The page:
holiday stands for State Transfer Representation. It is an application program interface – API. It uses HTTP requests to get or send data between computers.

Communication between a client and a server usually happens through RESTful APIs, and that’s what you’ll be using in this tutorial.

Understanding End Points

An endpoint is an end-of-communication channel between the server and your app. Servers provide access to REST API endpoints through URLs. For example, if you have URLs and common prefixes: is a base URL. The variable suffix /users and /products is the final points.

NOTES:, there must be a slash separating the base URL and the endpoint. By convention, in Flutter, there is usually no trailing slash in the base URL. However, endpoints have leading slashes. The generated code under the hood combines a base URL with a path to create the full URL and then normalizes the result.
So the other way around (trailing slash in a base URL) or slash in two positions also works.

Understanding HTTP Methods

An HTTP method is an action you want to perform. There are many HTTP methods that you can use in the REST API. Here’s what they did:

  • GET: Downloads the specified resource. Requests using GET only retrieve data; they don’t change it.
  • DELETE: Delete the specified resource.
  • POST: Submits data to the specified resource. Usually creates new things on the server.
  • BRING: Replace the entire target resource with the uploaded one. It may create a new object without the target.
  • PATCH: Applies partial updates to the target resource.
  • head: Behave as GET but the body did not return. Useful for quick checks to see if something is on the server or how big it is.

There are many HTTP methods, but some are rarely used in app development. See the complete list in the MDN web docs. Note that the server does not need to implement all methods for all endpoints.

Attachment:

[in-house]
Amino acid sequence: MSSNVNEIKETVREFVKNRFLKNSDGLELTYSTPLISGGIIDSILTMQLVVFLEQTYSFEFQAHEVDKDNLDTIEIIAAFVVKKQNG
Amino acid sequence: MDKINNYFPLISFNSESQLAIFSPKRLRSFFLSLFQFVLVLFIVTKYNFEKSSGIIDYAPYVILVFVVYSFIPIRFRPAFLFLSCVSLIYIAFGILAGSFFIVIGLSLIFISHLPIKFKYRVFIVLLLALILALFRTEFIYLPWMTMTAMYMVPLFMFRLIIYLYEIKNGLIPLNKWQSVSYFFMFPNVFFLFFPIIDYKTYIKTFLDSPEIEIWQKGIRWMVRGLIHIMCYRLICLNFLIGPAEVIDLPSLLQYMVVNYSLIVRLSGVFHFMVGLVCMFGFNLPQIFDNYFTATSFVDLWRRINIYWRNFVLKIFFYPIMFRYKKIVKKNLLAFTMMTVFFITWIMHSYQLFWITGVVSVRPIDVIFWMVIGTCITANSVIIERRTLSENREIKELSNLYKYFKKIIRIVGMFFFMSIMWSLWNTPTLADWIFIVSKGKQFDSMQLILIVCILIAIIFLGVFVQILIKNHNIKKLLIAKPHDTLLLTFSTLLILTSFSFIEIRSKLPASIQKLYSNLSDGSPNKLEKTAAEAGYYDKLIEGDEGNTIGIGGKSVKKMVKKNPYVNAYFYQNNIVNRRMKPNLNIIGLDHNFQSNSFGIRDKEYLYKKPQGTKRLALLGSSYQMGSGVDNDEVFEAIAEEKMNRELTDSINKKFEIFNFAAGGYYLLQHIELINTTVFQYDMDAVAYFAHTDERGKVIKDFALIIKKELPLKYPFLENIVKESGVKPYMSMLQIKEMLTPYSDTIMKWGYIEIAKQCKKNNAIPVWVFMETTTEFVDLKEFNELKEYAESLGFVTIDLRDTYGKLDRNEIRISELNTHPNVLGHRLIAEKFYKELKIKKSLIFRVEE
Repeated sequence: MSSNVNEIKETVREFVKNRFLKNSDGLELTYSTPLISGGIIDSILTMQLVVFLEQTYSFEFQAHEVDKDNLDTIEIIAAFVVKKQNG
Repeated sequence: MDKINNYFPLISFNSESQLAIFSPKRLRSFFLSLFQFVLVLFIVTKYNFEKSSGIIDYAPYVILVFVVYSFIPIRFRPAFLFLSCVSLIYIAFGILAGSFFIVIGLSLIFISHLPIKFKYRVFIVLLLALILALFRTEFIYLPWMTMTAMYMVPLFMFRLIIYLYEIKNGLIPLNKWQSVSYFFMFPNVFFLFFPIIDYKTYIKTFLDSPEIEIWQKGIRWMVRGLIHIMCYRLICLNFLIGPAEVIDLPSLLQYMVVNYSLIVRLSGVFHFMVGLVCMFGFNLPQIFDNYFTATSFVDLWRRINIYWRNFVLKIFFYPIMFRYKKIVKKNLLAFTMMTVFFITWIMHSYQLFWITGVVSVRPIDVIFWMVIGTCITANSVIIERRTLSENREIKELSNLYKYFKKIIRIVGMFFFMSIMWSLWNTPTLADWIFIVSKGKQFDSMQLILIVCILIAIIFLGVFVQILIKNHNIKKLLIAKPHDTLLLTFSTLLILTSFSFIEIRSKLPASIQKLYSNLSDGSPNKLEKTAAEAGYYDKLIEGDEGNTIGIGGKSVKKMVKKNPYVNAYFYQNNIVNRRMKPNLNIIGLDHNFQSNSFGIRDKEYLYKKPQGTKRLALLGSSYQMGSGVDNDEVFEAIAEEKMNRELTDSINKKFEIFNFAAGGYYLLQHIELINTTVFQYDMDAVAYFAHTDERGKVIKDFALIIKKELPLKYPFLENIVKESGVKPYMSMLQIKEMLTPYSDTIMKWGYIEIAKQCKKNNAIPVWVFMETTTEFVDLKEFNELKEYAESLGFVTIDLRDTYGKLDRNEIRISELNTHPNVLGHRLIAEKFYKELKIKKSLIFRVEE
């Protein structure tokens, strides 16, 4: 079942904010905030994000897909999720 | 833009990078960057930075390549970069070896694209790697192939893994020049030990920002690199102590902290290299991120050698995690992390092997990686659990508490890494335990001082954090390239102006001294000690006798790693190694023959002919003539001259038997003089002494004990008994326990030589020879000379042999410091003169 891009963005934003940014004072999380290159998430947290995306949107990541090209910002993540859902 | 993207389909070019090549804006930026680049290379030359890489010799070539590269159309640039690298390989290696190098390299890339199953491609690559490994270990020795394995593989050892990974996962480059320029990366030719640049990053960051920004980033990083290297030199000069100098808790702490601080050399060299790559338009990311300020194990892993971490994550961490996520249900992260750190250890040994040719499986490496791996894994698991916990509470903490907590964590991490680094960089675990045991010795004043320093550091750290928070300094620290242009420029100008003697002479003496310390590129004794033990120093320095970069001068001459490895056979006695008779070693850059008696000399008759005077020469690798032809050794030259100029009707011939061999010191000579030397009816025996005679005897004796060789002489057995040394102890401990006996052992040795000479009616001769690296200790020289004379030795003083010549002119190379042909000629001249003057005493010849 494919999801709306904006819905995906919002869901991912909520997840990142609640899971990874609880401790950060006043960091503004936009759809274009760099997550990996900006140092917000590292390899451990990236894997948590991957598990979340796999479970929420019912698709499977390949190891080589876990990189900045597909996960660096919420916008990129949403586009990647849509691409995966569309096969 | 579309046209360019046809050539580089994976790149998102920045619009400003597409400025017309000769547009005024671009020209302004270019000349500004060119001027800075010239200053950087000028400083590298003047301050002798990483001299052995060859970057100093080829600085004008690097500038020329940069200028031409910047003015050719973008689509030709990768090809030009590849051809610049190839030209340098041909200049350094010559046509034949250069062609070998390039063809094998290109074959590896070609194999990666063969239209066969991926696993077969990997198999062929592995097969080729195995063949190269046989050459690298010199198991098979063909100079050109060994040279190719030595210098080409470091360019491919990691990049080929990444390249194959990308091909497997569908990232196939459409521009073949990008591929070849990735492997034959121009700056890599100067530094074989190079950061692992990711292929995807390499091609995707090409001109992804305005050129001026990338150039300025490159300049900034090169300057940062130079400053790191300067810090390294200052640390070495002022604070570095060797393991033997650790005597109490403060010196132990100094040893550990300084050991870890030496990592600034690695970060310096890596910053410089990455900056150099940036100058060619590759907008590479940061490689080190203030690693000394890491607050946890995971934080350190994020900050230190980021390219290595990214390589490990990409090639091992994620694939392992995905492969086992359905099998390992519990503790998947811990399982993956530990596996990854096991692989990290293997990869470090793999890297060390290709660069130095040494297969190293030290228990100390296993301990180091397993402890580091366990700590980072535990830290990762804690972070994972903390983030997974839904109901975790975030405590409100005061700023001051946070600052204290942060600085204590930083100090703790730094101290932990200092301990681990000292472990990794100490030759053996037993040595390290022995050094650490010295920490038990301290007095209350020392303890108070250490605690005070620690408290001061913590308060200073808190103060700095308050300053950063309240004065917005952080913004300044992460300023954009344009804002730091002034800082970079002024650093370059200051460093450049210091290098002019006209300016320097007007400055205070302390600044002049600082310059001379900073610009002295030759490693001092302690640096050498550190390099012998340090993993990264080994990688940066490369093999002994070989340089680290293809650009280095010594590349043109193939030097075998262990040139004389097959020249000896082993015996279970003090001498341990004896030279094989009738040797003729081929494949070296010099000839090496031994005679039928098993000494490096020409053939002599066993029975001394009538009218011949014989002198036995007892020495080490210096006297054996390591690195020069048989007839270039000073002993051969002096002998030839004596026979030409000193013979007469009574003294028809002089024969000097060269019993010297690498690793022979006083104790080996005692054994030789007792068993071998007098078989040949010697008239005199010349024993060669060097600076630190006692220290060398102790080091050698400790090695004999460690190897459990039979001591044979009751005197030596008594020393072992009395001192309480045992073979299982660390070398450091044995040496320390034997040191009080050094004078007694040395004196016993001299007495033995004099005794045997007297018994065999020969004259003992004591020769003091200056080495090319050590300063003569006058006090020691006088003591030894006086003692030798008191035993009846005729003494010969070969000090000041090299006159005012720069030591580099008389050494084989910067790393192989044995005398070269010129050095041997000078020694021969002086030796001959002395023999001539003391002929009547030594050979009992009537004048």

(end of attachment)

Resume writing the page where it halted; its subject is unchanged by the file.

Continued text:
Notice the differences between PUT and POST. the BRING requests idempotent: No matter how many times you repeat this, the state of the backend should be the same. However, in the case of POST, if you send the same request multiple times, you can multiply the results. For example, do more things on the server.
Usually, a BRING requires a unique identifier as a parameter so that the backend logic can select the subject to modify.

Understanding HTTP Status Codes

Every HTTP response contains a metadata. The most important part of it is status code — three-digit decimal number:

HTTP status codes

It tells the client whether the request was successful or not. You probably remember 404 – Not found errors, where 404 is the status code. In general, status codes range from 100-599:

  • 2xx — from 200 to 299 — means success.
  • 4xx and 5xx means failure.
  • 1xx and 3xx available only at lower abstraction layers such as HTTP client internals. They are not used to progress forward.

NOTES: The HTTP request may fail due to network issues such as a dead internet connection. In such cases, there is no HTTP status because no response can be read. In this tutorial, you won’t deal directly with HTTP status codes. The libraries you use will do this for you. They throw Dart exceptions when there are unsuccessful status codes.

Leave a comment